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Edith with Attitude

in Features by
Edith Sitwell

Hip-hop was invented by languid 1920s socialite Edith Sitwell, argues Mr. B the Gentleman Rhymer. Hip-Hop, that much maligned and derided of cultural phenomena, officially turned 40 years old last summer. In August 1973, a chap called Clive played some records at a party in a recreation room on Sedgewick Avenue in the Bronx, to…

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Wild Thing

in Features by
The Hermit

Emma Hughes: Nowadays, there really is no such thing as a free lunch. Working days are interminable, BlackBerrys keep their owners tethered to the office and professions that were once looked upon as a gentle form of day-care for the feckless and inept are tightly regulated. Even journalists, for whom a gruelling shift traditionally consisted…

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Get Hayward

in Features by
Douglas Hayward

Will Smith, newly installed as head cutter at Hayward, recalls the illustrious cinematic creations of founder Douglas Hayward. Douglas Hayward was a tailor sometimes more renowned for his friendships with film stars than for the suits he cut. Starting out in his career at the same time as Terence Stamp and Michael Caine, both of whom…

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Judge Threads

in Features by
Judge Threads

G Robert Ogilvy, a North American citizen, unashamedly passes judgement on the manner in which the people of today clothe themselves. A few weeks ago I was sitting in my car in a parking lot outside a drugstore  –  I had just read a trend piece in the New York Times lifestyle section and found…

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Taches to Ashes

in Features by
Cricket Moustache

Steve Pittard: England’s ill-fated Ashes campaign featured an entourage worthy of a gangster rapper. Also, the team’s ridiculously detailed dietary nonsense – piri-piri breaded tofu with tomato salsa, if you please – equalled any precious pop diva’s riders. Yet nobody addressed the most elementary consideration of all… selecting players capable of growing a moustache. Captain…

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Watch Men

in Features by
Watches

Rev’d Oliver Harrison: Somewhere between the vulgarity of checking the time on one’s phone and the sheer pomposity of tugging out a pocketwatch’s gold chain lies the wristwatch. And of all the accoutrements a man might acquire, it is surely his watch that says most about him. Here I must confess to a penchant for…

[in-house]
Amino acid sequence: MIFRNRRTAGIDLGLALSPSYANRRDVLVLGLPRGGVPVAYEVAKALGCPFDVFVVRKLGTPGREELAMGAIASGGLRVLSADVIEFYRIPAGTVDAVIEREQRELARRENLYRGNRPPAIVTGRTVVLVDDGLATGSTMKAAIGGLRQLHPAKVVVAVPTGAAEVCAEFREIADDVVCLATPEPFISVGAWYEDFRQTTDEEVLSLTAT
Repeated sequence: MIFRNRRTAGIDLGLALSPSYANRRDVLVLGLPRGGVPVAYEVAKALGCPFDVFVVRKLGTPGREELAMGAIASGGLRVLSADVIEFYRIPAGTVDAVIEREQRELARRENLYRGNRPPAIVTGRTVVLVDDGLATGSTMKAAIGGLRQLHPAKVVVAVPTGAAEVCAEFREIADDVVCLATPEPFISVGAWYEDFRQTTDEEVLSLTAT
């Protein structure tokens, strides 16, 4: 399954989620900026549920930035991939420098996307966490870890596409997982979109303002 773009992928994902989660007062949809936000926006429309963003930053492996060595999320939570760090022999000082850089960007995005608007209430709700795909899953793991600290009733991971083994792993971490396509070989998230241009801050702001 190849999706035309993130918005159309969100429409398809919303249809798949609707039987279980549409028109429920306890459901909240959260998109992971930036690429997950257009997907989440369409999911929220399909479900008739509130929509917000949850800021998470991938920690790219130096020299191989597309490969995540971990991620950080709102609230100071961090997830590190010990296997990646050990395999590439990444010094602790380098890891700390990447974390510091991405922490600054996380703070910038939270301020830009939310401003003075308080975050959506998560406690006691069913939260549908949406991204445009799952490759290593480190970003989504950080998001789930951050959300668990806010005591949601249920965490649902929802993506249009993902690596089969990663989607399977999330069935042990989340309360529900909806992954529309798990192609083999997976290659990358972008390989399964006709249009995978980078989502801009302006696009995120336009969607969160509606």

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Foul Play

in Features by
Cluedo

Steve Pittard: Armchair sleuths tackling Cluedo this Christmas might be in for a shock. The traditional Hampshire country mansion has been bulldozed to make way for an Essex style gangster’s gaff. The library has gone, with an integrated garage in its stead. The biggest crime here is not Dr Black’s demise, but the wholesale killing…

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Long Cuts

in Features by
Overcoat

William Smith, newly installed as Head Cutter at Douglas Hayward, incredibly finds the time to pen an instructive tract on overcoats. As the nights draw in and the weather turns, the annual ritual of retrieving heavy, woollen overcoats from their summer hideaways begins. The heady scent of mothballs brings a feeling of impending frosty days,…

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The Dancing Marquess

in Features by
Henry Cyril Paget

Nathanial Adams: On 13th October 1898, the fourth Marquess of Anglesey died at the family seat of Plas Newydd, an estate won by the First Marquess for the price of one leg at Waterloo (his bloody trousers are still on exhibit there.) His heir, Henry Cyril Paget, was now the Fifth Marquess, newly-minted master of…

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Anachronists in the USA

in Features by
McDermott & McGough

Nathaniel Adams: Our message,” says Peter McGough, “is about history and time and the trap of the calendar.” Since the 1970s, McGough and his partner David McDermott have been living in the past. Under the name McDermott and McGough, they have been making art – painting, performance, film, photography – about time. In those early…

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It’s just not Cricket!

in Features by
Cricket

Steve Pittard: Charters and Caldicott, two cricket obsessed English gents, stole the show in Hitchcock’s The Lady Vanishes. Cinema audiences chortled at the whimsical badinage between the bluff heavy-set Basil Radford (Charters) and dapper mild-mannered Naunton Wayne (Caldicott ). Their marvellous rapport owed to inspired casting, as the chaps had only met once before, appropriately…

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Time Gentlemen, Please

in Features by
Time Gentlemen please

Steve Pittard: AMATEURS ABOLISHED! screamed the headlines in 1962, during cricket’s equivalent of the French revolution. Daily Telegraph correspondent EW Swanton condemned the change as ‘not only unnecessary but deplorable’. Moreover, it meant curtains for the traditional ‘Gentlemen versus Players’ fixture – cricket’s oldest rivalry – in which carefree cavaliers had crossed swords with paid…

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